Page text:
How a Temporary U.S. Ban Could Destroy TikTok | Top News


(Reuters) – TikTok, owned by China’s ByteDance, has been racing to avoid a crackdown on its U.S. operations after being at loggerheads with the U.S. government, which has expressed concerns over the handling of personal data by the video app.

While ByteDance is still in talks with U.S. investors, the White House and the Chinese government over how to structure the deal, the Trump administration had sought to ban new downloads of the app from U.S. app stores from Sept. 27. A U.S. judge has temporarily blocked that order.

TikTok, in a court filing dated Sept. 23, provided an analysis of how even a temporary ban could affect its business.

** The ban will harm the company irreversibly by first stagnating and then declining its user base. TikTok’s interim head Vanessa Pappas said the app, which was earlier adding about 424,000 new U.S. users daily, saw a drop of over 500,000 daily active users following Secretary of State Mike Pompeo’s announcement that Trump was considering a ban.

** Pappas estimated that if the ban is in place for six months, 80% to 90% of its daily users would not return, citing TikTok’s previous experience of a two-week ban by the Indian government in 2019. If the ban is lifted after two months, 40-50% of daily active users would not return.

** The ban would also have a major impact on TikTok’s global growth as content made in the United States is highly exportable to other English-speaking markets like the United Kingdom, Canada and Australia, Pappas said. U.S. content can comprise as much as 60% of the content in TikTok’s non-U.S. markets. It will result in a massive decrease in content available globally, where TikTok has more than 689 million active users, as of July.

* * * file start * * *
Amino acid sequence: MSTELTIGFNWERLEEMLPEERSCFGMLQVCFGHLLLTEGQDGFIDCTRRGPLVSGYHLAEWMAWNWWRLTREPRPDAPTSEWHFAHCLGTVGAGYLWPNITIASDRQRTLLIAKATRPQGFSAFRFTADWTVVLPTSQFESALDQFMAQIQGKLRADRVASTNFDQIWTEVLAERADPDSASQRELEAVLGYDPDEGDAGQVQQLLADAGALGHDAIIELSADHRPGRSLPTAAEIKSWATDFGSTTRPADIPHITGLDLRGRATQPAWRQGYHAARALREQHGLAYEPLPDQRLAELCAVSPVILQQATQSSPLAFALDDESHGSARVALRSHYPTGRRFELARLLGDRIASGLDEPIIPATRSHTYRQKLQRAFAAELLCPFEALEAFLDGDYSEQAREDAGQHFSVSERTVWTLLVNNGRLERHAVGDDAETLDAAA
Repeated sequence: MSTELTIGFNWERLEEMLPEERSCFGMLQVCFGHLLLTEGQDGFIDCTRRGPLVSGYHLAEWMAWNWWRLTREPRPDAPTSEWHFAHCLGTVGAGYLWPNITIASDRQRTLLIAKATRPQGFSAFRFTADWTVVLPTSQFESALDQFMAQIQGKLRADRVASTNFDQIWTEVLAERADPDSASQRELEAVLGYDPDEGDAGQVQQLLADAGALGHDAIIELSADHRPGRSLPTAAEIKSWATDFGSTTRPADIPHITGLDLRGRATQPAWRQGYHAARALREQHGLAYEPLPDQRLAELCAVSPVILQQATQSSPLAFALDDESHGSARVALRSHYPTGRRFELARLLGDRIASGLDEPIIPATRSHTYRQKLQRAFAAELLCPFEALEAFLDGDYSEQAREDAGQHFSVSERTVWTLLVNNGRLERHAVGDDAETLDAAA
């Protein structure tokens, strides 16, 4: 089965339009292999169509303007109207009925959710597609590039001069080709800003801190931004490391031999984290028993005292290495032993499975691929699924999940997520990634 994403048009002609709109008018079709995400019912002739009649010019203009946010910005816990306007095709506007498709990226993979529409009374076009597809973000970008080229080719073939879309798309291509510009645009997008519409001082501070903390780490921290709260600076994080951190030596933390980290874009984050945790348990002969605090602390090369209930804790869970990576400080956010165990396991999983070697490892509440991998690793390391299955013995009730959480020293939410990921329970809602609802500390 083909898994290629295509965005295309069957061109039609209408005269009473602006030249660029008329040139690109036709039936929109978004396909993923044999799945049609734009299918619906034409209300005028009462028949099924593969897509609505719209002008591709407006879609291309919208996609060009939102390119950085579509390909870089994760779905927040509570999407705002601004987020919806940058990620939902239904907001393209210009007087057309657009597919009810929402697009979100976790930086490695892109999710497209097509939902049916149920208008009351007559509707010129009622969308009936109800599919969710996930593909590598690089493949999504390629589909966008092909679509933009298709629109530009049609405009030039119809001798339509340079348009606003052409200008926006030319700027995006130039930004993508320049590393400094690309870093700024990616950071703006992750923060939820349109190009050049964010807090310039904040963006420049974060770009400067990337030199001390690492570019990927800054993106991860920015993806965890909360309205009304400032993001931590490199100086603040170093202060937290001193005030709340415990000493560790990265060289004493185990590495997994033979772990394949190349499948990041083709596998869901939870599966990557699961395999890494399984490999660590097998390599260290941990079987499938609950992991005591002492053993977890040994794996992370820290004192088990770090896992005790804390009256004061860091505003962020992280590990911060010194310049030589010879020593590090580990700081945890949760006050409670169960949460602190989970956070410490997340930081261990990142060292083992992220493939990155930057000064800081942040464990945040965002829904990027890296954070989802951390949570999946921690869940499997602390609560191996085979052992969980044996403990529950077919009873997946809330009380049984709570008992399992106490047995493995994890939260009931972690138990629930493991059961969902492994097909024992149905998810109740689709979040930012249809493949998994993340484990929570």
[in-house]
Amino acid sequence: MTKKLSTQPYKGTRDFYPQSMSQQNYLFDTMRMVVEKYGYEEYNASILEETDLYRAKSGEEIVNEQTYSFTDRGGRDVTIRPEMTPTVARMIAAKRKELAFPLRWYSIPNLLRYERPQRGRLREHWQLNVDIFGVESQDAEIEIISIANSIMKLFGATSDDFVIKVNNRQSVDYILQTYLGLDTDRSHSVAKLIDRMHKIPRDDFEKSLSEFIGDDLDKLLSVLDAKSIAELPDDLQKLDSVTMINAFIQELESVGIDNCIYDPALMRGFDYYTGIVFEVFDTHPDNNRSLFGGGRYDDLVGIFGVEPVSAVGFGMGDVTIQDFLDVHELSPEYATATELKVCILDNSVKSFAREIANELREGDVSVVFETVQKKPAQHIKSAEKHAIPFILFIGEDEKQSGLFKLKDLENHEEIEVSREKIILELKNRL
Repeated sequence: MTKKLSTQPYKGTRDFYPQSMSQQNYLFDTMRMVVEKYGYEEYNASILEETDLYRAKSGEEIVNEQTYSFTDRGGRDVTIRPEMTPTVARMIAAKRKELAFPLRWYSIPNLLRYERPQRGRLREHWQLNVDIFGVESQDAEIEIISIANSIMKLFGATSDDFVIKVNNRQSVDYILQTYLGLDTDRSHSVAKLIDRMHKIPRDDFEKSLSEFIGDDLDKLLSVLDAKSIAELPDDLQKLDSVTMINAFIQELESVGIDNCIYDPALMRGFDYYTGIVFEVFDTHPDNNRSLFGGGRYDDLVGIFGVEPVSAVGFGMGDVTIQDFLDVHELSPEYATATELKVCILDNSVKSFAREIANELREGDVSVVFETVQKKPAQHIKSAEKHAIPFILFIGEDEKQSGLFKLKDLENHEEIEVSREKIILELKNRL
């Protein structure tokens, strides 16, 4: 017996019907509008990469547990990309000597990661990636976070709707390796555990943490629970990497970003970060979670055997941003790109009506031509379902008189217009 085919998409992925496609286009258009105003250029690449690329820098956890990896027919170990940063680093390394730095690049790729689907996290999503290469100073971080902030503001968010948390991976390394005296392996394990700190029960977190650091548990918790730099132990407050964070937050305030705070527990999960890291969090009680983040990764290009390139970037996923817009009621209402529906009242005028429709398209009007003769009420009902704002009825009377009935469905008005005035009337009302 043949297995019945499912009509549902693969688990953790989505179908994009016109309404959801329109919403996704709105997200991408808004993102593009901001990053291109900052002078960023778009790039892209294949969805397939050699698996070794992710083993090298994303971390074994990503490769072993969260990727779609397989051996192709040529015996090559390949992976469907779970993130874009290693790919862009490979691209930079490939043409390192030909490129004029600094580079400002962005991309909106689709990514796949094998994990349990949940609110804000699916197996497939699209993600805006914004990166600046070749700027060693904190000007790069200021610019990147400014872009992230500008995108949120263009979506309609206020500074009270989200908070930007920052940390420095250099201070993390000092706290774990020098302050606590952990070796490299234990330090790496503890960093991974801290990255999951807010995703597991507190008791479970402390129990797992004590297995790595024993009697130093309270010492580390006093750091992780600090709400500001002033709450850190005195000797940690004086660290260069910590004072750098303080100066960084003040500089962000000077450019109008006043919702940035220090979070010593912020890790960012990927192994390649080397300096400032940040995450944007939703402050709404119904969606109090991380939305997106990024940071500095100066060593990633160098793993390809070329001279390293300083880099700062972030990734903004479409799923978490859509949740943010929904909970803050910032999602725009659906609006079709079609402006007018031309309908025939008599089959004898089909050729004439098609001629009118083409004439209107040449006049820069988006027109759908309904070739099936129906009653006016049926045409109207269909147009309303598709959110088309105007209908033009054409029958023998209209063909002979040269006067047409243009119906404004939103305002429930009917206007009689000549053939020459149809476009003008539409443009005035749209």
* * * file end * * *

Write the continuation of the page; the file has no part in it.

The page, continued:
** The blow to TikTok’s reputation

The Technology 202: Trump administration dealt temporary legal blow with TikTok ruling


After that point, the White House will take additional steps to ban the app from all U.S. users. President Trump has said he would back off the ban if TikTok, which he views as a security risk, is sold to a U.S. owner (Oracle and Walmart are bidding for it) and ByteDance divests itself completely from the company.

It’s unclear what grounds Nichols ruled on. His opinion will be unsealed later today after both parties have a chance to review it for sensitive information. 

TikTok’s lawyers argued during the Sunday hearing that a ban on downloads would irreparably harm its business and the action was unnecessary as it tries to iron out a deal that meets White House approval. The Justice Department argued that a ban on downloads would leave TikTok’s business largely intact while preventing any new users from potentially putting their data at risk.

The Justice Department says that TikTok’s parent company ByteDance cooperates with the Chinese government and could be compelled to turn over U.S. user data. TikTok has repeatedly denied it would comply with such a request and says it stores U.S. user data outside of China and keeps it separate from other ByteDance data.

TikTok is also pursuing a lawsuit in federal court in D.C. to block President Trump’s executive order banning downloads of TikTok and the popular Chinese messaging WeChat app from app stores.

“At the same time, we will also maintain our ongoing dialogue with the government to turn our proposal, which the President gave his preliminary approval to last weekend, into an agreement, TikTok spokeswoman Hilary McQuaide said in a statement.

“The Government will comply with the injunction and has taken immediate steps to do so, but intends to vigorously defend the [executive order] and … implementation efforts from legal challenges,”